ICAN - will you ?

ICAN - Will you?

 

Forgive the whimsical title but I could not resist it.

ICAN - the International Campaign to Abolish Nuclear Weapons - has just issued an attractive little leaflet which shows someone on a mountain top looking out into the distance. The text reads  ‘I can see a world with NO nuclear weapons. Can you?’

Well what’s new?- we have all  been hoping and working for the abolition of all nuclear weapons for years. But there are new developments. For one thing over 170 states voted last year at the UN for a Japanese resolution calling for the elimination of all nuclear weapons. China, Pakistan and India, all nuclear weapon states, support that call.

Then there are the recent abolition converts. In this country Douglas Hurd, Malcolm Rifkind and David Owen have all put abolition on the global agenda. They are following the lead given by Henry Kissinger, George Shultz and others in the United States.

Cynics will say that these converts have come to realise that nuclear weapon proliferation is inevitable as long as the nuclear weapon states insist on retaining theirs and that, in any event, new weapons - laser beams from space and God knows what else coming from the Devil’s kitchen of military research - mean that nuclear weapons are no longer ‘needed’.

Whatever the reason, there is a shift in global thinking. The sheer cost of weaponry  is beginning to be realised by those who are trying to deal with world poverty. ‘A theft from the poor’ said President Eisenhower years ago of the gross global annual arms expenditure. To spend at least £25 billion on a replacement for Trident while millions have neither education nor clean water nor roofs over their heads is sinful as well as wasteful.

Cynics must not be allowed to dis- empower us. The moment for ICAN is a good one.

In about twenty months the next review conference of the Nuclear Non Proliferation Treaty will start in New York. ICAN has produced a text prepared by lawyers, scientists and politicians of a draft abolition treaty. It runs to over 60 pages and it covers all the contentious issues.

Who can inspect establishments which might be in secret weapon production? At what stage will States have to reveal the size of their arsenals? How can criminal law, domestic and international, be used to prevent evasions? How can whistle blowers be protected by the international community? What will be the time scale for total elimination?  These are the practical questions which negotiators will have to face. The ICAN text deals with them all.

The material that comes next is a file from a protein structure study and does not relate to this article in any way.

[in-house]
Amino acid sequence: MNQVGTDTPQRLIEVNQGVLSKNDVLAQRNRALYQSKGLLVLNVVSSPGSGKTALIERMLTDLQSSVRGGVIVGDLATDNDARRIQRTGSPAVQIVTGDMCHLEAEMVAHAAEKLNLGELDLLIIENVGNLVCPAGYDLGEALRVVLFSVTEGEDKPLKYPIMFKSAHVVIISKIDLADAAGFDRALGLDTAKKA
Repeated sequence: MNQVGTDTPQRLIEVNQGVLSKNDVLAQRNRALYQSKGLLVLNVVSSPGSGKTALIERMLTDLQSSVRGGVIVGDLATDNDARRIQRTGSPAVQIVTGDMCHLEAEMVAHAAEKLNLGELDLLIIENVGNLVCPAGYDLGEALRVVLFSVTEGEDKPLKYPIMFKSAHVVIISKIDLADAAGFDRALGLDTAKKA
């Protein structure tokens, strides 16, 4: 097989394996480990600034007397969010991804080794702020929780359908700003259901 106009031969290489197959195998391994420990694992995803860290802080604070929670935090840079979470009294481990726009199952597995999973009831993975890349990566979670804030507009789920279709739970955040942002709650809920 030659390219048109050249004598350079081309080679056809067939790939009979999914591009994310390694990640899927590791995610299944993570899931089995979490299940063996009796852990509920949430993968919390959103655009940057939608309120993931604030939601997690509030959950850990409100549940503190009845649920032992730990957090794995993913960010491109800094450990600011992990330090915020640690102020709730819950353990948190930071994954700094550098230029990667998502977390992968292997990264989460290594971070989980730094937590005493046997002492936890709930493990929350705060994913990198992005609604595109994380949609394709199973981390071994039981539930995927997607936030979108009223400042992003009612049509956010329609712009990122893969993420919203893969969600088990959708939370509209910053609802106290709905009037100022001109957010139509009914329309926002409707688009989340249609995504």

You and I are not negotiators. Our job is to build up the public pressure to get negotiations started. There is already a petition text in the name of CND and MEDACT. The Japanese hope for millions of signatures and why not. Getting them should be a push over in our Church.

The current Pope has called nuclear weapon policies fallacious and baneful. The right wing, political and clerical, always said that what they really wanted was abolition by negotiation. Well that road is now wide open. All of us should be able to take it.

Absurd arguments are being put up by our Foreign Office.  They say that abolition negotiations would divert attention from negotiations on the NPT.  But the NPT, Article VI, precisely calls for abolition negotiations.  More than that, the International Court of Justice in 1996 said that it was a legal obligation to start them and ‘to bring them to a successful conclusion.’

Please look up ICAN (www.icanw.org) for more information and material. Get hold of some petition forms and make sure your Bishop, Parish Priest, MP, local Councillors, representatives of CAFOD and Friends of the Earth, are all asked to sign.

The Japanese (I am still fresh from a trip to Hiroshima) also hope for large contingents from many countries going to New York in April 2010.  Only 20 months to go. Please start saving.

August 08

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